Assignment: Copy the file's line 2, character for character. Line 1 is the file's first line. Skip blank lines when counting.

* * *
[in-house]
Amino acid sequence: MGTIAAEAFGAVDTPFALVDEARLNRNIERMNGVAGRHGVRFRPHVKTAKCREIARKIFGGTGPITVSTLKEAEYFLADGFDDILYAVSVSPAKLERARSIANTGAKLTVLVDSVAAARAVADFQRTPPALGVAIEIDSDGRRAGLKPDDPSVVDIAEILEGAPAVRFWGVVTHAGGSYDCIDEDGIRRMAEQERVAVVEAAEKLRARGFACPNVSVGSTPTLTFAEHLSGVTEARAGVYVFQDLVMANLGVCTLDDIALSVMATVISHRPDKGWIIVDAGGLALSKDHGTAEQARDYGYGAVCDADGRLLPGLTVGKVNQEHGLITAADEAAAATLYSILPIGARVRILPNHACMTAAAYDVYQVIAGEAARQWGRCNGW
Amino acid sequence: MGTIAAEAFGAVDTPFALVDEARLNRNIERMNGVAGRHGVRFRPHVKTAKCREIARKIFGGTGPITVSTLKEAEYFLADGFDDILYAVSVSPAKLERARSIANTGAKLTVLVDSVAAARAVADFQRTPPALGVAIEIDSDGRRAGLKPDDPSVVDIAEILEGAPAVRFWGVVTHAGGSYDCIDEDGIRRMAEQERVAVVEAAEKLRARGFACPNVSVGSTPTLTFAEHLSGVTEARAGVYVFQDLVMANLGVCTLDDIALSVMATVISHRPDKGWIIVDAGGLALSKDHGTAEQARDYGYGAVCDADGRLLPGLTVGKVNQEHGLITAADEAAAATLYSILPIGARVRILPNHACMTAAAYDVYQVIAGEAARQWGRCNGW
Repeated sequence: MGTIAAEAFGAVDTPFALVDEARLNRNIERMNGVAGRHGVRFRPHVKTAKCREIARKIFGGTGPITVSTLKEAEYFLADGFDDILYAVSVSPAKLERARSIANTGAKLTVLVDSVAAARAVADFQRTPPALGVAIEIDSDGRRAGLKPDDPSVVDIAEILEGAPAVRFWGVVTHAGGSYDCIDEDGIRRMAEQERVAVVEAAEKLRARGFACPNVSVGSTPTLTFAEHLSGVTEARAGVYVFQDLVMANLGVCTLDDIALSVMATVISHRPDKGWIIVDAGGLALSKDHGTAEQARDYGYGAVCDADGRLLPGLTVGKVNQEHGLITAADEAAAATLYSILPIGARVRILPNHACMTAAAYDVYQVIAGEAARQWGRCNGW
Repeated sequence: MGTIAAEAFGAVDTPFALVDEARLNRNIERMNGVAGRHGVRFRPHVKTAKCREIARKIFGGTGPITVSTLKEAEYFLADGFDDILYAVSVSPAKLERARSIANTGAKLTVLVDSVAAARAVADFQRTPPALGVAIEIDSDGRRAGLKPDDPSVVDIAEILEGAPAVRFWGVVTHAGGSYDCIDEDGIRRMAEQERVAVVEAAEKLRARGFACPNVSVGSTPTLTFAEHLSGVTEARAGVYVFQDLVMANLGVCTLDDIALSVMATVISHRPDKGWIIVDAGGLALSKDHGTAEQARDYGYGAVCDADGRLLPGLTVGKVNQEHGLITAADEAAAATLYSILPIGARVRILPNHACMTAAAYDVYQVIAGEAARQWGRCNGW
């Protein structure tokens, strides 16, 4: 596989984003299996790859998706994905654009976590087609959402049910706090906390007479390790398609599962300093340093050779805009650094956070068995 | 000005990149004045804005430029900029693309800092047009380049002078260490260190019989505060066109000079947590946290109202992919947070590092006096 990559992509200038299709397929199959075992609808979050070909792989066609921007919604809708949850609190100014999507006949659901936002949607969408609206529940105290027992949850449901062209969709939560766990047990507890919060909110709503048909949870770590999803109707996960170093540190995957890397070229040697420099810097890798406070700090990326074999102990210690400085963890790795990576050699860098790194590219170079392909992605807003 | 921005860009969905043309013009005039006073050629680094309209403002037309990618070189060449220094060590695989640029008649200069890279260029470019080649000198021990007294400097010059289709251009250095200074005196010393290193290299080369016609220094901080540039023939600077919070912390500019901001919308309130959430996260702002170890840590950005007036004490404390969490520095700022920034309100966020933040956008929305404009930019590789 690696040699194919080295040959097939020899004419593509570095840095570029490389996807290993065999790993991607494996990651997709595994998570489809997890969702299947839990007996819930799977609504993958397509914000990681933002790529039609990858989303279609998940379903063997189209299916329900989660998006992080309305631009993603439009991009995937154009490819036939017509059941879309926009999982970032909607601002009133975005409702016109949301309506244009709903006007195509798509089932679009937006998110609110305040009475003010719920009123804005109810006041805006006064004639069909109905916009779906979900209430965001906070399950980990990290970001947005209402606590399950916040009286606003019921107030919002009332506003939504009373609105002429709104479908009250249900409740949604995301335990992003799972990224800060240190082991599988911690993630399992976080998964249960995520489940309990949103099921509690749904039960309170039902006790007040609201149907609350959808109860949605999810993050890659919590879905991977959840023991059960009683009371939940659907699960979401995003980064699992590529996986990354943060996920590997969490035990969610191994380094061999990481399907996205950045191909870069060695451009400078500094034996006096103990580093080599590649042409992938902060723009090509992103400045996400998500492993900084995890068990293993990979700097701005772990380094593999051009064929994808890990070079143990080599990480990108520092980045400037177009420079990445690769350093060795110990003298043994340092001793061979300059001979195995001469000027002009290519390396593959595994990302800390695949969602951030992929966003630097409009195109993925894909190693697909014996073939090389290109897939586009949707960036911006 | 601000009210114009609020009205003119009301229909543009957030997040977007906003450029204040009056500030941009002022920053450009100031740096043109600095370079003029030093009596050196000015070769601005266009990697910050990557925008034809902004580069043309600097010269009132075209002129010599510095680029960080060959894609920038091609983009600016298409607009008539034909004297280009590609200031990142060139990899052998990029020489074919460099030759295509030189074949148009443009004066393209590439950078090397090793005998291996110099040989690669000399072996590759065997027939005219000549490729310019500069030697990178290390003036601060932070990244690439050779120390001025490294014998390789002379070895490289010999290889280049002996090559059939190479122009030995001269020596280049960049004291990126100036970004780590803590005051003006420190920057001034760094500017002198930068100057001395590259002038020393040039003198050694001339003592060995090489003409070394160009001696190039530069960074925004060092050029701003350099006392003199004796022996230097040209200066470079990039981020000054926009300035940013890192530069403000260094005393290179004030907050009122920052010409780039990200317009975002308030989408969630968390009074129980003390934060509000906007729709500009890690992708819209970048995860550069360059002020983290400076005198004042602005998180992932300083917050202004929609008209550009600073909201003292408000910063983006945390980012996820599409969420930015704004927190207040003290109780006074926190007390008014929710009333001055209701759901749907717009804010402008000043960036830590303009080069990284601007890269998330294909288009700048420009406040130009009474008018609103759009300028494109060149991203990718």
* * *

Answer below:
Amino acid sequence: MGTIAAEAFGAVDTPFALVDEARLNRNIERMNGVAGRHGVRFRPHVKTAKCREIARKIFGGTGPITVSTLKEAEYFLADGFDDILYAVSVSPAKLERARSIANTGAKLTVLVDSVAAARAVADFQRTPPALGVAIEIDSDGRRAGLKPDDPSVVDIAEILEGAPAVRFWGVVTHAGGSYDCIDEDGIRRMAEQERVAVVEAAEKLRARGFACPNVSVGSTPTLTFAEHLSGVTEARAGVYVFQDLVMANLGVCTLDDIALSVMATVISHRPDKGWIIVDAGGLALSKDHGTAEQARDYGYGAVCDADGRLLPGLTVGKVNQEHGLITAADEAAAATLYSILPIGARVRILPNHACMTAAAYDVYQVIAGEAARQWGRCNGW